Lord Valleys, the head of the house, had just returned to London after spending a pleasant weekend at Monkland Court, the county seat of the Caradoc family. In London, he was required to attend a Cabinet meeting because of war threats facing the country at the moment. These scares had an added interest in the household because the eldest son, Eustace Caradoc, was making his first bid for a seat in Parliament. Family tradition demanded that he take such a step and also that he be a member of the Conservative Party and work to maintain the authority vested in society, or the English aristocracy.
Lord and Lady Valleys were concerned about young Eustace’s career because his speeches too vividly reflected his very high ideals and also because he was seeing an attractive young woman, Mrs. Audrey Noel, who was rumored to be a divorcee. Because of her concern in these matters, Lady Valleys had written to her mother, Lady Casterley, who would do everything in her power to keep her grandson from making a mistake dangerous to his career.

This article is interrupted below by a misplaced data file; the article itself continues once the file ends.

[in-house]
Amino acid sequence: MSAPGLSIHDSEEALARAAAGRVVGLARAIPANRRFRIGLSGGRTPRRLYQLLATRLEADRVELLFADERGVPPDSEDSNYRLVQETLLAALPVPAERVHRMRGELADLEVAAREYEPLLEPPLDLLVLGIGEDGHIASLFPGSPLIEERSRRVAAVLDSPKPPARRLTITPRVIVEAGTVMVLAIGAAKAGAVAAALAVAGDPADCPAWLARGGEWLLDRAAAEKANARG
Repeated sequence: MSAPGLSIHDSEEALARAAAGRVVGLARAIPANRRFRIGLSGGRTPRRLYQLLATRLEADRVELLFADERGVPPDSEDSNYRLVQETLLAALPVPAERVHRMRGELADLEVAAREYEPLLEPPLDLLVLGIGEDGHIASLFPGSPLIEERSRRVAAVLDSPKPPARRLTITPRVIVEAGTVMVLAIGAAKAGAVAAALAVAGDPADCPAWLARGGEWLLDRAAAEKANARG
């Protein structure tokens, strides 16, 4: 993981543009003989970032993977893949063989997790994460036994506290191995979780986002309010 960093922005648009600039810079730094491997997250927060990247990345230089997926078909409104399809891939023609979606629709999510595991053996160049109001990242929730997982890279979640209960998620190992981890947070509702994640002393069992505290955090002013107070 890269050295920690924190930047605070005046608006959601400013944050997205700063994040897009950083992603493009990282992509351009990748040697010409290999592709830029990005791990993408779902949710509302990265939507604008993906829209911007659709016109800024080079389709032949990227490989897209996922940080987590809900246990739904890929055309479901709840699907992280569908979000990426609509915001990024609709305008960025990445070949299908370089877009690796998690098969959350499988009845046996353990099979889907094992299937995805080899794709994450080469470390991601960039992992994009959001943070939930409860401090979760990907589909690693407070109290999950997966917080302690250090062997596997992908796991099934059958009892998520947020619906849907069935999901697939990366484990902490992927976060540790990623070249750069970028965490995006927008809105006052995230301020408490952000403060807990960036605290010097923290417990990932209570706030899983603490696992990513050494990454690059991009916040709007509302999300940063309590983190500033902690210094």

While Lord Valleys was motoring to London, Eustace was engaged in conversation with Mr. Courtier, the real power behind his opposition. The conversation, or informal debate, took place in Mrs. Noel’s drawing room. Mr. Courtier took his usual stand in favor of freedom and liberty for the masses, while Eustace argued that authority should be left in the hands of the aristocracy whose education and training traditionally equipped them for running the country in the best way. It was not a surprise that both of these gentlemen should be visiting Mrs. Noel. Courtier had known her since she was a child, and Eustace was rapidly falling in love with her.
A few nights later, Eustace was again visiting Mrs. Noel when word was brought to them that the villagers were “devilling” a man on the green. When they rushed to his aid, they found that Mr. Courtier had been roughly treated, although his only injury was a badly sprained knee. Following the dictates of courtesy, Eustace took him to the Caradoc home at once, where he was to stay until he recovered. Damage, however, had also been done to Eustace, for by allowing himself to be seen visiting a woman of a somewhat dubious reputation, his own reputation, and consequently his attempts to gain a seat in Parliament, also came under suspicion. His actions were duly reported by the local newspaper. The fact that Mr. Courtier ran a statement in...
(The entire section is 998 words.)